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Many people are of the incorrect belief that getting their case expunged means it is completely removed from your record. That is not the case. With that said, however, getting your conviction expunged per California Penal Code Section 1203.4 can offer you many benefits.
The number one complaint of those who have been convicted of a criminal offense is that it hinders their ability to get a job. A PC 1203.4 expungement is perfect for you if that is your issue. The main benefit of an expungement is that you no longer need to disclose your conviction when you are attempting to obtain private employment. Section 1203.4 states that an individual who has been granted relief need not disclose the conviction unless applying for “public office, for licensure by any state or local agency, or for contracting with the California State Lottery Commission.”
Despite this rule, it is sometimes best practice to advise any potential employer, private or otherwise, of your prior conviction. Many background check systems can find expunged convictions which could lead to questions from your potential employer. The positive, however, is that you would have the ability to tell your employer that the your guilty or no contest plea was “withdrawn” and the “dismissed” the charges against you. The ability to tell anyone that your case has been dismissed is a powerful gift for anyone who suffered a criminal conviction.
The California Supreme Court took the time today to rule on one of the most obvious issues in criminal justice: if you fail to appear, your bail will be forfeited. Imagine that?! If you hire a lawyer, you won’t have to appear in court if you are charged with a misdemeanor offense. It’s one of the many benefits of having a lawyer handle your case for you.
Very few truly understand the burden of proof in a criminal case – “beyond a reasonable doubt”. It is a question pondered by many, and the issue with many convictions which are later re-investigated such as the one of Adnan Syed, who in 2000 was convicted of murdering his then girlfriend, Hae Min Lee. The podcast surrounding Syed’s conviction, which to many is based on unreliable evidence and an unsubstantiated investigation, went viral and highlighted the question at the heart of every criminal case: what is proof beyond a reasonable doubt?
Like many questions, the answer may lie in showing what it is not. It is not proof that an individual is “probably” guilty; or even proof that an individual is “most likely” guilty. Even If there is strong circumstantial evidence that points to one’s guilt, yet there is evidence that places a doubt in a jury’s mind that is based in reason, a criminal defendant is entitled to an acquittal. In no criminal case in California is a jury ever asked to determine if a criminal defendant is innocent. It is why a finding of acquittal is a finding by the jury that the defendant is “not guilty”. In the case of Adnan Syed, the shaky circumstantial evidence certainly raises one’s eyebrows, but it is proof beyond a reasonable doubt that he committed murder?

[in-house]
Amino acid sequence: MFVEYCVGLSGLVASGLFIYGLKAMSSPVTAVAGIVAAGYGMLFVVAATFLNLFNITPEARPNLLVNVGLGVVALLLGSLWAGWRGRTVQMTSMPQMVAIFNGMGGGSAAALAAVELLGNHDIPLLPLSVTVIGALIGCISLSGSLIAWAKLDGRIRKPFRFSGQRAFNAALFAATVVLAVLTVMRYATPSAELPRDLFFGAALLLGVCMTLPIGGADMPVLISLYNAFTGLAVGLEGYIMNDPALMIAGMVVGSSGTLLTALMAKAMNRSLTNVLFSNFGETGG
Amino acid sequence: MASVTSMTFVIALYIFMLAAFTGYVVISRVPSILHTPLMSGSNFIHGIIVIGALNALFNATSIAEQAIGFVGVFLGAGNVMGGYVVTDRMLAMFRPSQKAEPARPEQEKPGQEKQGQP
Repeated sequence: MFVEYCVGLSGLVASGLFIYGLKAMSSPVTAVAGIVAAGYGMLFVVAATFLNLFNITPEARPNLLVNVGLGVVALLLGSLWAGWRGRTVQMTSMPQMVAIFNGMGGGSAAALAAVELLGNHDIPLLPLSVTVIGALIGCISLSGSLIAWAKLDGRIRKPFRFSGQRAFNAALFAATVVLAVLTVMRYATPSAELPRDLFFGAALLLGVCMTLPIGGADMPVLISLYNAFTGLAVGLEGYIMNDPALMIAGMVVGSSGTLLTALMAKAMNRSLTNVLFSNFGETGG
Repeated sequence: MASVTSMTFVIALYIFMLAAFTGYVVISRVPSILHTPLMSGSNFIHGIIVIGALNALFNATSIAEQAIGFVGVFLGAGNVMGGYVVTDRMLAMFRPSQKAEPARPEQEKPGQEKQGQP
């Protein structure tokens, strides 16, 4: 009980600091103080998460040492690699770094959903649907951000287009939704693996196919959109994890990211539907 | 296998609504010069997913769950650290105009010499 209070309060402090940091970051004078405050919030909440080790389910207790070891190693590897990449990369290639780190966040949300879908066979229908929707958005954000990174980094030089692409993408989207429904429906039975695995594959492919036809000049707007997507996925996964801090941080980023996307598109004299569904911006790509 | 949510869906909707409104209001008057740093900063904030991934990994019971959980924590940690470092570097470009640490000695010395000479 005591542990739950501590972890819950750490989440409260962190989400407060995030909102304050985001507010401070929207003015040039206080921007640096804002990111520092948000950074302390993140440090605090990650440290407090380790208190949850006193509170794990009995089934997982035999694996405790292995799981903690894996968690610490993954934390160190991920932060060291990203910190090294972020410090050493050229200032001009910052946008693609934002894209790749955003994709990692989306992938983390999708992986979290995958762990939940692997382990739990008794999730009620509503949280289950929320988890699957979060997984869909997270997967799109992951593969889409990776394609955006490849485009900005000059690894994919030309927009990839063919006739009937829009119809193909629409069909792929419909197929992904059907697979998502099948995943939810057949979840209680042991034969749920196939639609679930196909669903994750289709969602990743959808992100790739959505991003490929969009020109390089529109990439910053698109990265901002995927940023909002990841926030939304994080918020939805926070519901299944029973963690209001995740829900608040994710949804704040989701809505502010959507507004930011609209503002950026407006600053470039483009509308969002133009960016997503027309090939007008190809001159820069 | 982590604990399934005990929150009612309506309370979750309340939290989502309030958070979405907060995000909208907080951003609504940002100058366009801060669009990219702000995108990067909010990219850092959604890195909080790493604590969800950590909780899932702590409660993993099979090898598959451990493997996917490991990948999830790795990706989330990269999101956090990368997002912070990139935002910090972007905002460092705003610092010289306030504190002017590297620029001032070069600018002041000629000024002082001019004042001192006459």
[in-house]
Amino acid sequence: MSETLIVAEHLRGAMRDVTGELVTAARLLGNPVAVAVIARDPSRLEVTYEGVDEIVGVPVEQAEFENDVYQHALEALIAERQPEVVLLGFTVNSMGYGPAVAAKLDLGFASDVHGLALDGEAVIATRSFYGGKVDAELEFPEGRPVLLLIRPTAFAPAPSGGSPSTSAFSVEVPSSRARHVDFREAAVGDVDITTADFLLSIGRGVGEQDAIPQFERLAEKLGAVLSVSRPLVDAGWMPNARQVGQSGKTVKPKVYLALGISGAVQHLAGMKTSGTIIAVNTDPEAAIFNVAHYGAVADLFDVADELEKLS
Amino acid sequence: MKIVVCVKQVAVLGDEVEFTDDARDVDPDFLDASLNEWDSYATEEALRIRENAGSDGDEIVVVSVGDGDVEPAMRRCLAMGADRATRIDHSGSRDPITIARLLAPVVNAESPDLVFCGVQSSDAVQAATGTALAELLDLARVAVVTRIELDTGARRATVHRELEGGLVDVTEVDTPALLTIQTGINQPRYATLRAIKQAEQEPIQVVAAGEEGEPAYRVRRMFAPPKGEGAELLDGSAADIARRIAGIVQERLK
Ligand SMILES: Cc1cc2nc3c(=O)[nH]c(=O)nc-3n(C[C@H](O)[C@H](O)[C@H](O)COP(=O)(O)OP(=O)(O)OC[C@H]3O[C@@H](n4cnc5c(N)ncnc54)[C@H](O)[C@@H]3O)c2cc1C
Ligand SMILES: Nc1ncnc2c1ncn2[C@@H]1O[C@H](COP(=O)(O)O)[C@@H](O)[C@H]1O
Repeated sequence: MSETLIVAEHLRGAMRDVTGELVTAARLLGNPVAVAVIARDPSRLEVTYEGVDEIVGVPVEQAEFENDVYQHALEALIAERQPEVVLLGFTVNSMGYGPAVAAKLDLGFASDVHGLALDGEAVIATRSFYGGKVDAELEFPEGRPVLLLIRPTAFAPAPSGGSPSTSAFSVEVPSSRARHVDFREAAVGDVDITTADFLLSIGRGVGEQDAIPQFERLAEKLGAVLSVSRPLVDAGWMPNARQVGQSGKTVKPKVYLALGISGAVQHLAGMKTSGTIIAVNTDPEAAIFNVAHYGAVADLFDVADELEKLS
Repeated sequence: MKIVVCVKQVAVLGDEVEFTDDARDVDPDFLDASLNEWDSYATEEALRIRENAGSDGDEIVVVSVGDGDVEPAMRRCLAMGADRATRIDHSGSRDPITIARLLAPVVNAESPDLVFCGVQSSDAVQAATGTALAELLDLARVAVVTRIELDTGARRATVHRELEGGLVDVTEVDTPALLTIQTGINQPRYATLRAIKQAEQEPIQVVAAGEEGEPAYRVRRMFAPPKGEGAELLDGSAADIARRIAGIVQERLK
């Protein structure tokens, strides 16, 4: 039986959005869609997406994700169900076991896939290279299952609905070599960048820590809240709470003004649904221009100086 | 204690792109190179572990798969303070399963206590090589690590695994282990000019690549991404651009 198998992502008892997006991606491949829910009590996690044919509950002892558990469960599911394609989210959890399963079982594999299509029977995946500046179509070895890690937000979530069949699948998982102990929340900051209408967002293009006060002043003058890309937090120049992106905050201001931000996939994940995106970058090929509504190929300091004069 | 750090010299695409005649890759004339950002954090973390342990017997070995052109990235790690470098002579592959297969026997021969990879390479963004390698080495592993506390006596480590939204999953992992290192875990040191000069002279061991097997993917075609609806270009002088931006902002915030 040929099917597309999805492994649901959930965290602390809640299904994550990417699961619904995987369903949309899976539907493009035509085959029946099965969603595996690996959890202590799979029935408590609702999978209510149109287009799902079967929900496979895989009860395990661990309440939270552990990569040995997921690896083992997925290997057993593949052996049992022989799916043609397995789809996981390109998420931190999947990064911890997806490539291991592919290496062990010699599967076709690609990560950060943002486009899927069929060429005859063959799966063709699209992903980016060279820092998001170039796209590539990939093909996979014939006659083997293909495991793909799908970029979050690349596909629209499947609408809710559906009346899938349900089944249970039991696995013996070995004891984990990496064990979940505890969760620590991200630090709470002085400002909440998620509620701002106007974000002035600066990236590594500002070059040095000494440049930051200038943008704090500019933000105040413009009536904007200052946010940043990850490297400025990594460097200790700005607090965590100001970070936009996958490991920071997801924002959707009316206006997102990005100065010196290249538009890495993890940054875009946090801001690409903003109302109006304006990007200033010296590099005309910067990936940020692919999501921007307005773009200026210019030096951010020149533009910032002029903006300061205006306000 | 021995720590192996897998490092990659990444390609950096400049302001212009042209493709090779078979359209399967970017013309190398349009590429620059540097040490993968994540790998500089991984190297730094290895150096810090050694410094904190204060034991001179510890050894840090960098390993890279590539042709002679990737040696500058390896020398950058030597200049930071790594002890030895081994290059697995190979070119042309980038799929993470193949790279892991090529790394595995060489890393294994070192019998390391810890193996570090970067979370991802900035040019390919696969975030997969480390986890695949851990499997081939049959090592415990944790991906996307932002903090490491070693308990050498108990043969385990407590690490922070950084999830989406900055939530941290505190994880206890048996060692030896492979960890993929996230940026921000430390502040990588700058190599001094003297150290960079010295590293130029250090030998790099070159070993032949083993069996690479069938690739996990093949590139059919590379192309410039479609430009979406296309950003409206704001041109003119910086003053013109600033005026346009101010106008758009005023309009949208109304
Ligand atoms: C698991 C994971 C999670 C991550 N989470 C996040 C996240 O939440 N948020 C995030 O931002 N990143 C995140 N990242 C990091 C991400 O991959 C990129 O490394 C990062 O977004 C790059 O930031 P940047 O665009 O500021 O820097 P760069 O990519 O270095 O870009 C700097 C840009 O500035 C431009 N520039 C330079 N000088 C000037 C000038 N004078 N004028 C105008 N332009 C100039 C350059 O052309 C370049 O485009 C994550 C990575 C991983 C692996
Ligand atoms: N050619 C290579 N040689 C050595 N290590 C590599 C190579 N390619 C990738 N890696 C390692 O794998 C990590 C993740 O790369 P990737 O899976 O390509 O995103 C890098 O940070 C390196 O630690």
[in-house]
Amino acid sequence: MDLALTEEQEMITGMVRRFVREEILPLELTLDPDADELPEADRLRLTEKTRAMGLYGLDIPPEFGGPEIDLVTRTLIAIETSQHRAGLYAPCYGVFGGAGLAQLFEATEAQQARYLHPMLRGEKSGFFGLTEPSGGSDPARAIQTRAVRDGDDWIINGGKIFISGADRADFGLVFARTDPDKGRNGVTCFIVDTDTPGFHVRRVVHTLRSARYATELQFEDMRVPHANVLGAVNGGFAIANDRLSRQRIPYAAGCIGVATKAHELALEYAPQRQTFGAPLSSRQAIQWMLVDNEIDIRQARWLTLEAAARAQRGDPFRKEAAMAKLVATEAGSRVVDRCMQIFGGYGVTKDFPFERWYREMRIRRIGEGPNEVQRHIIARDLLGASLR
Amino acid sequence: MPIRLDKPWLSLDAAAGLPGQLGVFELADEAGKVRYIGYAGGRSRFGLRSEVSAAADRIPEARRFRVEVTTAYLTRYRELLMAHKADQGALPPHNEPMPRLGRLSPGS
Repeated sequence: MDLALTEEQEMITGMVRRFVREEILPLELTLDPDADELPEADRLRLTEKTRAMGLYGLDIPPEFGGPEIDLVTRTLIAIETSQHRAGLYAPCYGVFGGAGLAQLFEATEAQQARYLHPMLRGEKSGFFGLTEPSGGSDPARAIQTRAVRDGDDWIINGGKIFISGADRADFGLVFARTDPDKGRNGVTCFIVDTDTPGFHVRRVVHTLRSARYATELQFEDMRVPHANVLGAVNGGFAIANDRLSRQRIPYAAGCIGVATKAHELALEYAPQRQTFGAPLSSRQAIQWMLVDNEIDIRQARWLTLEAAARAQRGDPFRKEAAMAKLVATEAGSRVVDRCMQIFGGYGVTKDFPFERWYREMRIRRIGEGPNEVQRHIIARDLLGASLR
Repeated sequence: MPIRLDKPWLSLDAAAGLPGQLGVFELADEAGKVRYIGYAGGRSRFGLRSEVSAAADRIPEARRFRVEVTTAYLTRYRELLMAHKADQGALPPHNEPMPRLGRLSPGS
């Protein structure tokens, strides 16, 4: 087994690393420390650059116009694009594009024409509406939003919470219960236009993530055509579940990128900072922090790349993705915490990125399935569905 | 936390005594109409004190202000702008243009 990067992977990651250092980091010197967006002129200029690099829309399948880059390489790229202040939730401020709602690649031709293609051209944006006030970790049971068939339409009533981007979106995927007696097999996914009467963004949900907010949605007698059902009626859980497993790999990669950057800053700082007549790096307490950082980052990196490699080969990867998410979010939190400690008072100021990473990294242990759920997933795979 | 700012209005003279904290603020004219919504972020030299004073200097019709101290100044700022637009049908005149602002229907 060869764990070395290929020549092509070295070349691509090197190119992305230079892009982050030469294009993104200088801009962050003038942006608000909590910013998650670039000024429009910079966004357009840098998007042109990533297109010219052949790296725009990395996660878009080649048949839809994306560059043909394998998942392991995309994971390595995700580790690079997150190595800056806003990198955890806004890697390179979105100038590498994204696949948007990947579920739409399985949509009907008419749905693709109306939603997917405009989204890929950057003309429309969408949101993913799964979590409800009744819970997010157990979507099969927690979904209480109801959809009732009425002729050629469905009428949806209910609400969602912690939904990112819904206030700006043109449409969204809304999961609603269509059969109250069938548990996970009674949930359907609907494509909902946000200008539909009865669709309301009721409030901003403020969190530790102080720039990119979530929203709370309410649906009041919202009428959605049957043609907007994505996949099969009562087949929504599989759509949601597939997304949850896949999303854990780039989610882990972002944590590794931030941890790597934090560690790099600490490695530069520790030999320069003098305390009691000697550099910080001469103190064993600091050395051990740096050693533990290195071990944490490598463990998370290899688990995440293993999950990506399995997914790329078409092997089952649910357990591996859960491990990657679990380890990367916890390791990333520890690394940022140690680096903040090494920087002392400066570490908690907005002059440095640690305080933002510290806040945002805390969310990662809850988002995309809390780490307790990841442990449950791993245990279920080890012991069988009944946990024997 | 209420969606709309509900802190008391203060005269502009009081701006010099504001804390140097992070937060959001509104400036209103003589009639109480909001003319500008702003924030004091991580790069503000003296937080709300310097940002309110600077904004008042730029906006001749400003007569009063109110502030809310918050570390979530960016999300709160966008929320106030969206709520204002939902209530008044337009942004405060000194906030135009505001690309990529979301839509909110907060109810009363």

Having effective representation in your criminal case by someone such as Pat Carey who understands the burden of proof in a criminal case, and who has shouldered that burden in thousands of criminal cases, is essential to an effective criminal defense.
Did you know that you don’t need to be “caught in the act” in order to get busted for a DUI? Many have challenged their license suspension for a DUI based on the fact that they were not caught while driving, arguing that circumstantial evidence should be insufficient to prove their guilt. In Orange County, Ashley Coffey presented that premise to the California Supreme Court.
Expert representation is crucial to not only the criminal process, but also the administrative process when it comes to a DUI arrest. Contact a former prosecutor with insider knowledge on how to defeat your criminal case AND your driver’s license suspension – www.southbaydefenselawyer.com.
In general, California’s three strikes law is fairly straightforward. If you have a prior “strike” offense (a serious or violent felony), your second felony results in twice the term it would get if you didn’t have a prior felony. If that second strike is for a serious felony, then five more years are added on. Thus, for second strikers, the court determines the base sentence, doubles it and adds on five more years.
Of course, real life isn’t always that simple. In many cases, the second strike is a conviction for several offenses, with multiple terms. Does the serious felony enhancement apply to each term, meaning your five extra years can pile up to become extra decades? Not according a Supreme Court decision just a few weeks ago which held that the serious felony enhancement may be added only once as part of a second-strike sentence.
The California’s Supreme Court declined to revisit a controversial January ruling on mandatory registration for certain offenders. The case the court declined to rehear, Johnson v. Department of Justice, revived a mandatory registration law that many argued was homophobic and unjustly subjected gay and lesbian defendants to greater punishments than their straight counterparts.
For expert representation on cases requiring 290 sex offender registration, contact former Deputy District Attorney Pat Carey who is up on the law and experienced with handling all things criminal defense.